Tunisia: A 'populist' coup two years in the making
It does not need much deliberation to label the decisions made by Tunisian President Kais Saied on Sunday night as a coup. The unconstitutionality of the steps he has taken is clear, regardless of legalities around the interpretation of Article 80 of the constitution, and regardless of your opinion of Ennahda or political Islam.
Saied has mounted a model of coup strange by any measure - not only in the Arab world - but in the history of coups. This is a president who began preparing to bring down the constitution which brought him into power the day he was elected, and similarly to attack the very institutions it was his job to protect. Usually, coups are staged by forces external to the ruling regime, not by the person who heads that regime.
In general, it is the military and its leadership, or a defence minister, or an opposition who will mount a coup attempt. They make false promises about their desire to reinstate democracy and run early elections in order to deliver an "honest" ruling regime; they will slam the toppled regime for having descended into a tyrannical mode of government, failing to manage its affairs and betraying the people.
As for Kais Saied, Tunisia has found itself with a populist president who has created a new mode of coup that many may aspire to further down the line.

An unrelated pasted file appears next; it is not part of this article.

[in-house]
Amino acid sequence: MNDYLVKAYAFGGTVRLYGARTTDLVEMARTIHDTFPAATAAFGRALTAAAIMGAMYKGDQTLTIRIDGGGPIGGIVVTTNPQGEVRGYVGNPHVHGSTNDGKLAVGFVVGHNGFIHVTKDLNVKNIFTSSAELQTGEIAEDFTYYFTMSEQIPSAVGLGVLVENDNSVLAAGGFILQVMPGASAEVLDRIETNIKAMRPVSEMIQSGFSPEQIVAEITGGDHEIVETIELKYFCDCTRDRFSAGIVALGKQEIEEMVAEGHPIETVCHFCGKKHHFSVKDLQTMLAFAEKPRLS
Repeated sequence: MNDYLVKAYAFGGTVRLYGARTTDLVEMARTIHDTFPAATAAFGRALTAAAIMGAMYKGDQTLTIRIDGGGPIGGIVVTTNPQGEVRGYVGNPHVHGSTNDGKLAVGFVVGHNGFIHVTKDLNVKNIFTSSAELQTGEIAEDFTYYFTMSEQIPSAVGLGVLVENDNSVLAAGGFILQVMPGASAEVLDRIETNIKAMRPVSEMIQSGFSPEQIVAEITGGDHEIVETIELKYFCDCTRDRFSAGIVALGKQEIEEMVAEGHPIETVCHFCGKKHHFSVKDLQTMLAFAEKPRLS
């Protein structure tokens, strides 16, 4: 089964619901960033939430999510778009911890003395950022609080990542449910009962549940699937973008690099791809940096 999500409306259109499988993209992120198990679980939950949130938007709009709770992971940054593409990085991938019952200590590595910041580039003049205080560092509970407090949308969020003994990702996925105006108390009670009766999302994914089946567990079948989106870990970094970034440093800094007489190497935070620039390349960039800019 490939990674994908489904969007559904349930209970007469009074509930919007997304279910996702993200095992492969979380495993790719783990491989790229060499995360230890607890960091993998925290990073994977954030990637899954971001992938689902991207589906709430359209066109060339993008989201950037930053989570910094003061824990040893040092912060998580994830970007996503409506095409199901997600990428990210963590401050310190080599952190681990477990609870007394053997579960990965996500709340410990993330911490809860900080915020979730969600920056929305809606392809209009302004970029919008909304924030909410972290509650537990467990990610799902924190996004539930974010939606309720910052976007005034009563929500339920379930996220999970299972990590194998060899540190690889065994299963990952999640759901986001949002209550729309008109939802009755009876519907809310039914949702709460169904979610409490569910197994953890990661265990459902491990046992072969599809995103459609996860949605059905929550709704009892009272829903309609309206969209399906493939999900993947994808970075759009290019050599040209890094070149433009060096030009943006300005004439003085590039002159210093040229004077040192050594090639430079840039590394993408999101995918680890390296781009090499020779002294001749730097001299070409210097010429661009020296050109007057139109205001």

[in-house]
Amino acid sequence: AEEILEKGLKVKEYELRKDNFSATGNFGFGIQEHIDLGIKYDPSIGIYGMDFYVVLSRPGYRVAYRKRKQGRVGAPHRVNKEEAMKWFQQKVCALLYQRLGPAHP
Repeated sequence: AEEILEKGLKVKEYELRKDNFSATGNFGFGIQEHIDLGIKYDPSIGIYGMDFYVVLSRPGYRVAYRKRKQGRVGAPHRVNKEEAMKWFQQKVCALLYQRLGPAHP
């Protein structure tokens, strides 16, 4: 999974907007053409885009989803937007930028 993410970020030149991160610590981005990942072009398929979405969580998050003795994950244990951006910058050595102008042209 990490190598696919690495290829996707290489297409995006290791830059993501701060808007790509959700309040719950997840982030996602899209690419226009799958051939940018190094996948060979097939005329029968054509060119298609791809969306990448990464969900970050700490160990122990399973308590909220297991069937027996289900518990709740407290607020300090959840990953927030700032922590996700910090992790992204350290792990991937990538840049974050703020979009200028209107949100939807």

"This is a president who began preparing to bring down the constitution which brought him into power the day he was elected, and similarly to attack the very institutions it was his job to protect"
It's no exaggeration to state that preparations for the coup in Tunisia since Sunday night have been underway since October 2019 - the month of Saied's election into the presidency. From day one, Saied embraced the slogans and fervour of the Tunisian revolution, cultivating a populist image, while it was clear from his speeches that he had no actual political substance.
The well-known chant of the revolution "The people want the fall of the regime" was adopted by Saied as soon as he came to power. He has been saying it himself: "The president wants the fall of the regime". He does not recognise the institutions, the parties, nor the 2014 constitution, which he has spent half of his time in power insulting because it curbs governmental power and counters the powers of the legislative, judicial and executive authorities.
While refusing to take part in the committee which drafted the constitution, Saied did not hesitate to use it once it was complete as a vehicle into the presidency.
In another political twist - with psychological aspects - Saied has been able to play on the emotions and revolutionary nostalgia which exists in a large segment of Tunisian society. In doing so, he benefitted from the clear failure of successive governments in the wake of the worst economic and health crises the country has ever seen.
Saied has also benefitted from the fact that across the political spectrum there have been those loudly announcing that Tunisia should end its democratic exceptionalism. This is within an Arab region broadly opposed to everything Tunisia has represented for the last 10 years; a dangerous, potentially contagious democratic experiment whose influence still looms large in the hearts and minds of many in the Arab world.